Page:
Is there anything the iPhone can’t do?
Shazam figures out what song you’re listening to. A pocket flashlight (not to mention a light saber) is only two taps away. And Yelp can get the phone number, directions and even a review of the place you’re trying to find and meet your friends at in a quarter of the time directory assistance, Safari, Google or any mapping software can do it.
So, why wouldn’t our love affair with the iPhone help us make the world a better place? Why wouldn’t our obsessive usage create perfect opportunities for capturing micro-donation portals to make contributions to the micro-finance or giving sites of Kiva or Global Giving? What about a carbon calculator that lets you immediately link to an offset purchase equivalent to the inquiry? It would seem that millions of tiny donations could add up to lots of impact. It seems possible, and even more so fun. But does it really add up to a smart fundraising play?
Part of what makes the iPhone so magnetic (and what Apple is famous for) is the sheer simplicity, intuitiveness and delight you experience when you begin interfacing with each of the singular functions that each application features. Mostly they are personal devices for entertainment or utility. They draw you to your phone because you either need the info or you need a time killer. The apps are sexy brilliant in their use of the technology and the format. Every time we download a new app, we are sucked in, at least for a short time period.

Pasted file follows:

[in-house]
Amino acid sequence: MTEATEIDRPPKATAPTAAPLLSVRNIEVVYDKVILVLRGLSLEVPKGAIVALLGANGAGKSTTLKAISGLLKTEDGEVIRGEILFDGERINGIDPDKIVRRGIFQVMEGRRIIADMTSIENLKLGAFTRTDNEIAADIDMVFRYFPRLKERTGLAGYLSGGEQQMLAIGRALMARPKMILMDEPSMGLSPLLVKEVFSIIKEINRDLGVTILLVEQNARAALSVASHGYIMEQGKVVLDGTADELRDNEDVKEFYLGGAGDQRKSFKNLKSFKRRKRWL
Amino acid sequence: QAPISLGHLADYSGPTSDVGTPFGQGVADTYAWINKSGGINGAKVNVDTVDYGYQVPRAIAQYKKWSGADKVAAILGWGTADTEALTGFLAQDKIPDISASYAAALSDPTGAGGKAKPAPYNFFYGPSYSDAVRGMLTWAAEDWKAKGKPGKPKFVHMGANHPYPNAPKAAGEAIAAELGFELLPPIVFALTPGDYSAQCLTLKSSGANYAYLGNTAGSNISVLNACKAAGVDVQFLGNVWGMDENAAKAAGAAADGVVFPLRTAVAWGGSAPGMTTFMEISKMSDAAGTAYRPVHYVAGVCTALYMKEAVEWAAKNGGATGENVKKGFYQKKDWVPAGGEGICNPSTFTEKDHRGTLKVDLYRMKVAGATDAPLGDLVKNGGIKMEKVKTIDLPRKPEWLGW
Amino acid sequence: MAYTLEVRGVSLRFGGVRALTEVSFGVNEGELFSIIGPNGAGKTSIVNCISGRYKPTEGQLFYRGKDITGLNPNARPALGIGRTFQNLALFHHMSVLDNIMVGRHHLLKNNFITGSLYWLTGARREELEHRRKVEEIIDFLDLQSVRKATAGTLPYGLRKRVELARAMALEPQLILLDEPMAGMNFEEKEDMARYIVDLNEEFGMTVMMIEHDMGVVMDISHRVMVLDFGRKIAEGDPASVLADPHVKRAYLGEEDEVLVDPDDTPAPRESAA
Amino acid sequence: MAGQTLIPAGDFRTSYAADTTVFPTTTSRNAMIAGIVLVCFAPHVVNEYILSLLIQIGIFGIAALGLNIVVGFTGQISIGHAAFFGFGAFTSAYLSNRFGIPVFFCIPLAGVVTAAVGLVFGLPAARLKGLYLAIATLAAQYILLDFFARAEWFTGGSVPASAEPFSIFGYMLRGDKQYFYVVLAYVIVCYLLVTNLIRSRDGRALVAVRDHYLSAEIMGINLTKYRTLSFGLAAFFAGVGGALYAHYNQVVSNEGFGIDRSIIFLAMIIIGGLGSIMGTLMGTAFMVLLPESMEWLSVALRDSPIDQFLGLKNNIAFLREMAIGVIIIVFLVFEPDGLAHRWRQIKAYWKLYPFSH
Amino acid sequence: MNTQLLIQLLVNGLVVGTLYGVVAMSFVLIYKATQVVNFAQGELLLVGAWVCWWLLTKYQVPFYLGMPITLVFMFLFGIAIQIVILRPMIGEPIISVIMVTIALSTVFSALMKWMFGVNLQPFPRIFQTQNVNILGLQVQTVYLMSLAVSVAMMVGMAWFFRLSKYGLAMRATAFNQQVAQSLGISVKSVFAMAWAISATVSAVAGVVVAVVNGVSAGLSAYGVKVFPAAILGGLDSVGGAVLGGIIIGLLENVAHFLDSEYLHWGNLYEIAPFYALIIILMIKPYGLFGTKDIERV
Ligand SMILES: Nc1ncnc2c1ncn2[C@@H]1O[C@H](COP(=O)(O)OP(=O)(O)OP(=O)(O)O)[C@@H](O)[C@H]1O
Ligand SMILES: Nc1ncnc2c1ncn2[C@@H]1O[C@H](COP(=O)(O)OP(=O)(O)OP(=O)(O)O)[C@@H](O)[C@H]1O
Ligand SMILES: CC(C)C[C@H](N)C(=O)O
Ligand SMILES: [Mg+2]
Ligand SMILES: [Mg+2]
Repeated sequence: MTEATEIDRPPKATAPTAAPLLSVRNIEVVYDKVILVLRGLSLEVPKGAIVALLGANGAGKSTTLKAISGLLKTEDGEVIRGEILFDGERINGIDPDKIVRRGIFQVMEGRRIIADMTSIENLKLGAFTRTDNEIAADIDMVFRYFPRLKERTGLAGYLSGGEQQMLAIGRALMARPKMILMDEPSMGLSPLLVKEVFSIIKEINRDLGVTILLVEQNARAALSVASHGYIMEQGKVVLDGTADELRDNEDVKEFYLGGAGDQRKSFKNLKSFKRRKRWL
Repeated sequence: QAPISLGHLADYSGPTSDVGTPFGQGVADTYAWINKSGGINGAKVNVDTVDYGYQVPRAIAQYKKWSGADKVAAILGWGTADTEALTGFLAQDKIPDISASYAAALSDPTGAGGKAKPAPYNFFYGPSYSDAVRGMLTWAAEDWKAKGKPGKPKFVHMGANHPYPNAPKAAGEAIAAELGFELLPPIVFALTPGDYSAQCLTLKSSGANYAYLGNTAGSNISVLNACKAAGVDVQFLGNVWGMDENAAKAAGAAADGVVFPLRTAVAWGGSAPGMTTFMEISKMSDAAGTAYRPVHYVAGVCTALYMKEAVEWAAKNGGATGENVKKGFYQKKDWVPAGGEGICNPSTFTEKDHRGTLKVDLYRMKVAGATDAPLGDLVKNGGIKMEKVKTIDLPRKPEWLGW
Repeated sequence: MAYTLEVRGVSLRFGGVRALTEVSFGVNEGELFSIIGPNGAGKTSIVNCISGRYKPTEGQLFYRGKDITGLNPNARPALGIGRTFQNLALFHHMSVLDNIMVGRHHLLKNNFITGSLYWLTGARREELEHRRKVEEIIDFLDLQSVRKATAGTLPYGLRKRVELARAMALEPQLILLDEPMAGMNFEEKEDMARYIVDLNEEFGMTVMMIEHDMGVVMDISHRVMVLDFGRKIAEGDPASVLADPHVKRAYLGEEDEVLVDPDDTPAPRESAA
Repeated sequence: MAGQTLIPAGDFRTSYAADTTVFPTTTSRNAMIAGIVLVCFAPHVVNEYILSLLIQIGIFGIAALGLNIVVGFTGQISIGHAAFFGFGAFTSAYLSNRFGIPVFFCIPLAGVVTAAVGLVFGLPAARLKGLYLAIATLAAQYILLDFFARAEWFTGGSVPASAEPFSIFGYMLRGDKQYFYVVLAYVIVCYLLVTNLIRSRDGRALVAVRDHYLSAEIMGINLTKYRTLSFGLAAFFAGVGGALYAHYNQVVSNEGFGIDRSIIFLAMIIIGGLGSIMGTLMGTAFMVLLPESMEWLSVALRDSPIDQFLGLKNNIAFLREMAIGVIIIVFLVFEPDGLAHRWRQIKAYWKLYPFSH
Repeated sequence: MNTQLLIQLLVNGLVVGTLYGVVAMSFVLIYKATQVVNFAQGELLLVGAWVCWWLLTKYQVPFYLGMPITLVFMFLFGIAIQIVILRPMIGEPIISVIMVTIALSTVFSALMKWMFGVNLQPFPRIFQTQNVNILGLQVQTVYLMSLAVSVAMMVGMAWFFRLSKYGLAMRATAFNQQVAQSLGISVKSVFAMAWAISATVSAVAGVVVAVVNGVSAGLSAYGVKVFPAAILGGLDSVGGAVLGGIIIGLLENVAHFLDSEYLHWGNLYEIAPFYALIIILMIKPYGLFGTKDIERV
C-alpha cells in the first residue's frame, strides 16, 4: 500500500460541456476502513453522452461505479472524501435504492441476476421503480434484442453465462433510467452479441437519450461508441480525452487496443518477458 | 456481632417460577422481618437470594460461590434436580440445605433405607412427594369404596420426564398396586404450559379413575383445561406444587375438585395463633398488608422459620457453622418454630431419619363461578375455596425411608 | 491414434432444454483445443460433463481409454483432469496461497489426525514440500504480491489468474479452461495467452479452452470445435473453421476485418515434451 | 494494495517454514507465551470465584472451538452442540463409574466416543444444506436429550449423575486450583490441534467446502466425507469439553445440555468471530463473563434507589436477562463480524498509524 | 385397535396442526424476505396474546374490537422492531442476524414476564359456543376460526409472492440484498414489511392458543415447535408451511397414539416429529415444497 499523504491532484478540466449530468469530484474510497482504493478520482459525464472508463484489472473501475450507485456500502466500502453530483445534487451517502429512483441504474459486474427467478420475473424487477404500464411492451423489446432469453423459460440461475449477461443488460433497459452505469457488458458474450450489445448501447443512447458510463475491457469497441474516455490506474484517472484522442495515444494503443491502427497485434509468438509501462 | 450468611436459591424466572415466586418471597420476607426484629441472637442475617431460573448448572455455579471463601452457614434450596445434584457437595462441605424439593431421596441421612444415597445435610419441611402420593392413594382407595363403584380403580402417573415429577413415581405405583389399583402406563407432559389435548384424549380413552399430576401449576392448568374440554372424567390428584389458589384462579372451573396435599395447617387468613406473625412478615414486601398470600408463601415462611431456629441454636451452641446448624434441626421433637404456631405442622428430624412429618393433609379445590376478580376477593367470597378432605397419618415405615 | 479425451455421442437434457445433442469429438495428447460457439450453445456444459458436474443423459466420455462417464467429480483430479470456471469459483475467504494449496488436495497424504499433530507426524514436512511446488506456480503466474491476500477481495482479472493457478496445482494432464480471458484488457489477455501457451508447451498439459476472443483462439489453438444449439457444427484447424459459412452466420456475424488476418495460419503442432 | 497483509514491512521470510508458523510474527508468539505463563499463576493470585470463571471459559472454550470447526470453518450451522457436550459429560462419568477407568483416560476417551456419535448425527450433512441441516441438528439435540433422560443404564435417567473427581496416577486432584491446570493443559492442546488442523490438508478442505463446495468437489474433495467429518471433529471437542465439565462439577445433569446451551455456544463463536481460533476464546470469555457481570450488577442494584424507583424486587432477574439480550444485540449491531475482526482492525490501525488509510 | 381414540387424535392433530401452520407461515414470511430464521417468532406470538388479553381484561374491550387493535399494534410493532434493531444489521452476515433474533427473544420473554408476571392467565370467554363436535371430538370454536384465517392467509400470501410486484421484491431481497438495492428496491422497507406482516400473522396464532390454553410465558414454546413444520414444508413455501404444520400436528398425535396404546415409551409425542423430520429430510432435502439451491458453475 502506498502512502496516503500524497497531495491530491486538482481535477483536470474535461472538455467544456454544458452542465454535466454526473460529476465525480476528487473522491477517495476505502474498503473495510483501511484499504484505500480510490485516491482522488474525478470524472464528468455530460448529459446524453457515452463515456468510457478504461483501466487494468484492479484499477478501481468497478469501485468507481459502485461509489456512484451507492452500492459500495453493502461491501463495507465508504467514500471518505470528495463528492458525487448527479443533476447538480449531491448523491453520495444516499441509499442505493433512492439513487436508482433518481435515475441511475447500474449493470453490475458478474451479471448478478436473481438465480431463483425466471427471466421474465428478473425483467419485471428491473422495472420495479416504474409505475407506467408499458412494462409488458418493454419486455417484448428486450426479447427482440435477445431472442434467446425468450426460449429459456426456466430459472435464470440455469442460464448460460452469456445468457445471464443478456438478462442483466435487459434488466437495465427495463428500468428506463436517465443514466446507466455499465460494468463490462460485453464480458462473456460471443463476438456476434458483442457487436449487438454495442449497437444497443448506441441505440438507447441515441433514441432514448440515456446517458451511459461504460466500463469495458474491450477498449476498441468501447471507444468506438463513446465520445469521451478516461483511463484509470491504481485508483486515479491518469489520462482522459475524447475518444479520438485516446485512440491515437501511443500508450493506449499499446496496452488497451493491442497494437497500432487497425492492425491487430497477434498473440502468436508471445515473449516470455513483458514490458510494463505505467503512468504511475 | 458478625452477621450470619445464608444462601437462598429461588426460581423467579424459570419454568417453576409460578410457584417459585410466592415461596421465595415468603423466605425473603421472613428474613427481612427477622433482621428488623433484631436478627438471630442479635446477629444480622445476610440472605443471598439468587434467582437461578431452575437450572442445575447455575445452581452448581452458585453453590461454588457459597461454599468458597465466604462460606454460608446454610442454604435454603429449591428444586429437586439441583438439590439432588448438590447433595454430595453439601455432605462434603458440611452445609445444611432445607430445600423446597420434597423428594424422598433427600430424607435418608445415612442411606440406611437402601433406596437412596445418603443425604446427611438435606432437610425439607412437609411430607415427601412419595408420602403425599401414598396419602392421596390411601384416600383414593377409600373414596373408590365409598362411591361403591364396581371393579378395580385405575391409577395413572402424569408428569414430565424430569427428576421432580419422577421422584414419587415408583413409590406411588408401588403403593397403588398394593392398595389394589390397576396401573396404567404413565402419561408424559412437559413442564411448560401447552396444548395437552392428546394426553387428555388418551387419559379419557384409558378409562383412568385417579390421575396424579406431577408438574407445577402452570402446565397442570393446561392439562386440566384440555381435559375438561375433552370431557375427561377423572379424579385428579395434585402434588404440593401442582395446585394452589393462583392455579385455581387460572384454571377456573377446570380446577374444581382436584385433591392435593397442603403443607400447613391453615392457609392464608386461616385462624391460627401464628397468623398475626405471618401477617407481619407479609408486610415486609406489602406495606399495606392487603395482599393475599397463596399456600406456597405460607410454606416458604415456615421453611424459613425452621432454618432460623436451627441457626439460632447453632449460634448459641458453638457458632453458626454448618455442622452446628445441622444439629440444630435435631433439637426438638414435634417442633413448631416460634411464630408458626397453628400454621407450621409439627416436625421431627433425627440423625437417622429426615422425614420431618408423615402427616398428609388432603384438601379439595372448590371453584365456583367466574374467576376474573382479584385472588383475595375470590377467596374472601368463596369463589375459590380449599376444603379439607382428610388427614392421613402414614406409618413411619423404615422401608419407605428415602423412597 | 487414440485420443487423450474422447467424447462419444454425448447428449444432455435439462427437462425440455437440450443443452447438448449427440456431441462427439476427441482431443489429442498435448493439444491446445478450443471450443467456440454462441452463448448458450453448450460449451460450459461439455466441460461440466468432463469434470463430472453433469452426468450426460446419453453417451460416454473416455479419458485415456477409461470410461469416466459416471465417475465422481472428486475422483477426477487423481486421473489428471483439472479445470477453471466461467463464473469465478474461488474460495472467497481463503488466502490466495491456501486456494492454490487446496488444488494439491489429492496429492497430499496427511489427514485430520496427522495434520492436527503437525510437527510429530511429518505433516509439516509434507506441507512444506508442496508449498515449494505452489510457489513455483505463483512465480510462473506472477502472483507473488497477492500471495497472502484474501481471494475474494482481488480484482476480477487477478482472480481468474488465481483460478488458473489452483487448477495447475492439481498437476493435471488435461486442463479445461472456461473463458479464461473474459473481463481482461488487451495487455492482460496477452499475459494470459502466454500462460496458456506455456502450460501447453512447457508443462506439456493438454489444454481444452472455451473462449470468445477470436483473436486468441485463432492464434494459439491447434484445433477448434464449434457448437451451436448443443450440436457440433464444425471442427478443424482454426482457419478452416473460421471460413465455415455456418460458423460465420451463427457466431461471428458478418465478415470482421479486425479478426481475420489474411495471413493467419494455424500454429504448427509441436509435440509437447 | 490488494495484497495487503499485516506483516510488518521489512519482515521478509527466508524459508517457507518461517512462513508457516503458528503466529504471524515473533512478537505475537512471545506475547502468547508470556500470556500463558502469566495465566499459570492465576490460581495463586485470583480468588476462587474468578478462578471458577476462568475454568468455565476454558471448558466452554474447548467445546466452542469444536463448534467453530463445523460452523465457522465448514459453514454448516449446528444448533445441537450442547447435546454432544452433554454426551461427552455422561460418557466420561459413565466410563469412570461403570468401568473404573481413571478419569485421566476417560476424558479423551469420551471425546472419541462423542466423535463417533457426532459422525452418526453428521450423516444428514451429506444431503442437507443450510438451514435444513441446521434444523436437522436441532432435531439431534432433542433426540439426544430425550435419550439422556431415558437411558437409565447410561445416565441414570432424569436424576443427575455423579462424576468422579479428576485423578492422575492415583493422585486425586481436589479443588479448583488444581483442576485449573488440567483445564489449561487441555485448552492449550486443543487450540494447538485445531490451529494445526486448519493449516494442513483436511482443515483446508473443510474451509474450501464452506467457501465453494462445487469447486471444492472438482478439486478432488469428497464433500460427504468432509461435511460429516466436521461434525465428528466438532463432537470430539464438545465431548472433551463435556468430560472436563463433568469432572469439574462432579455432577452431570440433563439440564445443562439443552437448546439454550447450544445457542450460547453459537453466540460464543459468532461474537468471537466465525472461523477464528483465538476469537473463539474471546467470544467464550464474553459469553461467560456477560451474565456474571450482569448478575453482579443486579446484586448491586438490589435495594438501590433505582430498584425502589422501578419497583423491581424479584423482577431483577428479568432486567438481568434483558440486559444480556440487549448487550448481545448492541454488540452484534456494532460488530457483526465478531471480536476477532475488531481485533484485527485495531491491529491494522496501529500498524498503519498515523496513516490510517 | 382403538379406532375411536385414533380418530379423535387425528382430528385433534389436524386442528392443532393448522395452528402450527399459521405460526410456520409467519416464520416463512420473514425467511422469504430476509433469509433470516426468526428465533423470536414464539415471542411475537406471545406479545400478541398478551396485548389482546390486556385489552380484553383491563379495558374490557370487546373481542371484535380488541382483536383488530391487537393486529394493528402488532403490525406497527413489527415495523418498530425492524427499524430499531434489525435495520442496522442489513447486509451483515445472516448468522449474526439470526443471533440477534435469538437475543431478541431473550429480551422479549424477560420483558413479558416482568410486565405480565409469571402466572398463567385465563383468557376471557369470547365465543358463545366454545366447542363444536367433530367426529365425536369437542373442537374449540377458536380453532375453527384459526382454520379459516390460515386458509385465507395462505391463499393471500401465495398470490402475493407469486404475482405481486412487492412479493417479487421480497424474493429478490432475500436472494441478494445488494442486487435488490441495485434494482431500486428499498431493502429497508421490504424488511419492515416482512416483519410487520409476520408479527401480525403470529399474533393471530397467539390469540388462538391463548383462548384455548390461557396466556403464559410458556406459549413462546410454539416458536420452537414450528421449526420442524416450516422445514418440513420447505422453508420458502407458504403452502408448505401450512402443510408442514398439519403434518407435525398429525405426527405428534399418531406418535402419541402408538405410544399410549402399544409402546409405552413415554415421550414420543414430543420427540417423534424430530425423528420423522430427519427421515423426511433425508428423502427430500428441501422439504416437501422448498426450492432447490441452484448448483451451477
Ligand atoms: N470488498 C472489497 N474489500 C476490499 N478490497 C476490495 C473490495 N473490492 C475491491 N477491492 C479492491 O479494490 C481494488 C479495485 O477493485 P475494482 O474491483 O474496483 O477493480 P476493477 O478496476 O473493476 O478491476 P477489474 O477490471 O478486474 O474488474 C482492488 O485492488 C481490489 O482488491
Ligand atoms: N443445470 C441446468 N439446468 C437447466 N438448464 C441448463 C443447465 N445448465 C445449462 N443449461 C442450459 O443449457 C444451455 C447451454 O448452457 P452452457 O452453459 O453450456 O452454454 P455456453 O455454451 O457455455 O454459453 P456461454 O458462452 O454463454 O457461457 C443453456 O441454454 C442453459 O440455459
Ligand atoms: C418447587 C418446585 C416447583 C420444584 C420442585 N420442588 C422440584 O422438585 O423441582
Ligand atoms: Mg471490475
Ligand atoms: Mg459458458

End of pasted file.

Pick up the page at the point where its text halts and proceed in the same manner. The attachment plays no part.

The challenge for social ventures to monetize applications will be to determine if there is a big enough audience at the intersection of 1) organization loyalists and 2) iPhone enthusiasts. This will require some thoughtful creativity and long-term dedication on behalf of the organization. Which is to say that creating an iPhone app alone is only one piece of the equation – how each app gets marketed and updated will be critical to its effectiveness.